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Hoffmann, R. A wiki for the life sciences where authorship matters. Nature Genetics (2008)

Collagens, collagen-binding heat shock protein 47 and transforming growth factor-beta 1 are induced in cicatricial pemphigoid: possible role(s) in dermal fibrosis.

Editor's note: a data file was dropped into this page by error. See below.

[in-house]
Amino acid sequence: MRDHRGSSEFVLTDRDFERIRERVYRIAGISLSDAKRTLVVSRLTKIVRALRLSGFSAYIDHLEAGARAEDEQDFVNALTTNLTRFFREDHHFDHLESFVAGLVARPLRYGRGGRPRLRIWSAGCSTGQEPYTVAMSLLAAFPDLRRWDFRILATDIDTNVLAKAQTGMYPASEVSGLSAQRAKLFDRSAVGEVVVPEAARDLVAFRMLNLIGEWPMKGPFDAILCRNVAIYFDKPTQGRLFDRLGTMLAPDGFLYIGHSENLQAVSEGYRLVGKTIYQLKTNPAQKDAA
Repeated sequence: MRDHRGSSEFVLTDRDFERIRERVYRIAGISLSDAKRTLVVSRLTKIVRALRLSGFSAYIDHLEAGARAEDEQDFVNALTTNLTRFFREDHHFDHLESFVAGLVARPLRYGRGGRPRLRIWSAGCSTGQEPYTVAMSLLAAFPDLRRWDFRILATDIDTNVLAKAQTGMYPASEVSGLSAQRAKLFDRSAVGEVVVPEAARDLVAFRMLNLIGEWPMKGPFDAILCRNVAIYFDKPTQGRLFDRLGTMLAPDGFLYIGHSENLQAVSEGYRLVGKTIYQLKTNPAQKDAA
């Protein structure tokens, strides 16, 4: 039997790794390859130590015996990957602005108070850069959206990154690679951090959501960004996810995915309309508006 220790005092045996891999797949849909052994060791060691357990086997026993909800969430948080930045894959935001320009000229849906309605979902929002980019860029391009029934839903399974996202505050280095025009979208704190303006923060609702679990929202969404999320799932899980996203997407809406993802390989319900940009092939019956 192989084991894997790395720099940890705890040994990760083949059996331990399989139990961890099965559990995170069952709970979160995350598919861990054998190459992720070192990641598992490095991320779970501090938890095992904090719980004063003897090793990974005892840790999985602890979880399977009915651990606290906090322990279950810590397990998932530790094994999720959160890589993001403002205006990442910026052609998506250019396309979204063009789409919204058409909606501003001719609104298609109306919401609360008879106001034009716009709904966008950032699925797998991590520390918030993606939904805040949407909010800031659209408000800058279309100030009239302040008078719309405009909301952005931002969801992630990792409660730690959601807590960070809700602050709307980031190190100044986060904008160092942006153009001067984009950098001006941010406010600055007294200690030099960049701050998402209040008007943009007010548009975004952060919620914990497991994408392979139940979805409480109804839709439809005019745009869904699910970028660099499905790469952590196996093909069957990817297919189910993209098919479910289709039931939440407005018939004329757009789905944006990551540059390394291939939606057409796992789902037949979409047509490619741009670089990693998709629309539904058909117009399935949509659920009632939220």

Cicatricial pemphigoid (CP) is an autoimmune mucocutaneous blistering disease associated with scarring. Heat shock protein 47 (HSP47) is thought to play an important role in fibrogenesis, but its role in skin lesions of cicatricial pemphigoid is not yet known. In the present study, we examined the role of HSP47 in dermal fibrosis in cutaneous lesions of a CP patient. Skin biopsies from a patient with CP, and from normal subjects were studied for the expression of HSP47, and interstitial collagens (type I and type III collagens) by immunohistochemistry. Dermal fibroblasts isolated from skin of normal individuals and from fibrotic skin of a CP patient were used to study the expression of HSP47, transforming growth factor beta 1 (TGF-beta 1), type I and type III collagens. Compared to the control skin sections, an increased expression of HSP47 was associated with an increased deposition of interstitial collagens in the fibrotic skin section of the CP patient. Similarly, in contrast to control dermal fibroblasts, the fibroblasts isolated and cultured from fibrotic skin of the CP patient, and grown in vitro, exhibited increased expression of HSP47, type I and type III collagens. Furthermore, compared to the normal control fibroblasts, an increased expression of TGF-beta 1 was detected in the dermal fibroblasts isolated from fibrotic skin of the CP patient. When dermal fibroblasts were treated with various concentrations of TGF-beta 1 (6.25, 12.5, 25, 50 and 100 ng/ml for 24 h), it induced the expression of both type I collagen and HSP47, as determined by quantitative real-time PCR. In conclusion, the expression of TGF-beta 1, HSP47, type I collagen and type III collagen was up-regulated in the fibrotic skin of CP patient, and a complex interaction of these molecules may initiate and propagate the fibrotic cascade in the skin of CP patients.[1]


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